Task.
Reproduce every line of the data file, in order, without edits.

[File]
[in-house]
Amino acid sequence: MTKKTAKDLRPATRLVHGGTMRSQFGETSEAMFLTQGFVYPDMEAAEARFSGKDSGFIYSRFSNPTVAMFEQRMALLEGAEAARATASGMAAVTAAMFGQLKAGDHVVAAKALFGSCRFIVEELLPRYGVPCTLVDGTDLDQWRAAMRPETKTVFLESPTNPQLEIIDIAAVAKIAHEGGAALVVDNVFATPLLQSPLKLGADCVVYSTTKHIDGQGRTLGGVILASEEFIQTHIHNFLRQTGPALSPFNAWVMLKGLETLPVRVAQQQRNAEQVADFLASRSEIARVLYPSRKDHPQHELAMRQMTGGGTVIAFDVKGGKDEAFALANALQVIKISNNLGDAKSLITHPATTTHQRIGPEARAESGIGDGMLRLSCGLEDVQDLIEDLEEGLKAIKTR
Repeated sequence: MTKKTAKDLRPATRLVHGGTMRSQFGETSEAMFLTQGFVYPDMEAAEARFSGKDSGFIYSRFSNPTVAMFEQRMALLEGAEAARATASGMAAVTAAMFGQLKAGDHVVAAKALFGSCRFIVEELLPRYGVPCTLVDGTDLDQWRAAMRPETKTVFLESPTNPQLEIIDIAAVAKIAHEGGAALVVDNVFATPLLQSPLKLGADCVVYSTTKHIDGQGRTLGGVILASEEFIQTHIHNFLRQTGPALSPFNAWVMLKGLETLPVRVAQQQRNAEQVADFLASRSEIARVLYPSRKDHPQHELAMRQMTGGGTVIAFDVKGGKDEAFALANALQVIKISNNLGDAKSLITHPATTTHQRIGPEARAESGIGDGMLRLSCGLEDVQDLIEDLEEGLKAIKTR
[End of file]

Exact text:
[in-house]
Amino acid sequence: MTKKTAKDLRPATRLVHGGTMRSQFGETSEAMFLTQGFVYPDMEAAEARFSGKDSGFIYSRFSNPTVAMFEQRMALLEGAEAARATASGMAAVTAAMFGQLKAGDHVVAAKALFGSCRFIVEELLPRYGVPCTLVDGTDLDQWRAAMRPETKTVFLESPTNPQLEIIDIAAVAKIAHEGGAALVVDNVFATPLLQSPLKLGADCVVYSTTKHIDGQGRTLGGVILASEEFIQTHIHNFLRQTGPALSPFNAWVMLKGLETLPVRVAQQQRNAEQVADFLASRSEIARVLYPSRKDHPQHELAMRQMTGGGTVIAFDVKGGKDEAFALANALQVIKISNNLGDAKSLITHPATTTHQRIGPEARAESGIGDGMLRLSCGLEDVQDLIEDLEEGLKAIKTR
Repeated sequence: MTKKTAKDLRPATRLVHGGTMRSQFGETSEAMFLTQGFVYPDMEAAEARFSGKDSGFIYSRFSNPTVAMFEQRMALLEGAEAARATASGMAAVTAAMFGQLKAGDHVVAAKALFGSCRFIVEELLPRYGVPCTLVDGTDLDQWRAAMRPETKTVFLESPTNPQLEIIDIAAVAKIAHEGGAALVVDNVFATPLLQSPLKLGADCVVYSTTKHIDGQGRTLGGVILASEEFIQTHIHNFLRQTGPALSPFNAWVMLKGLETLPVRVAQQQRNAEQVADFLASRSEIARVLYPSRKDHPQHELAMRQMTGGGTVIAFDVKGGKDEAFALANALQVIKISNNLGDAKSLITHPATTTHQRIGPEARAESGIGDGMLRLSCGLEDVQDLIEDLEEGLKAIKTR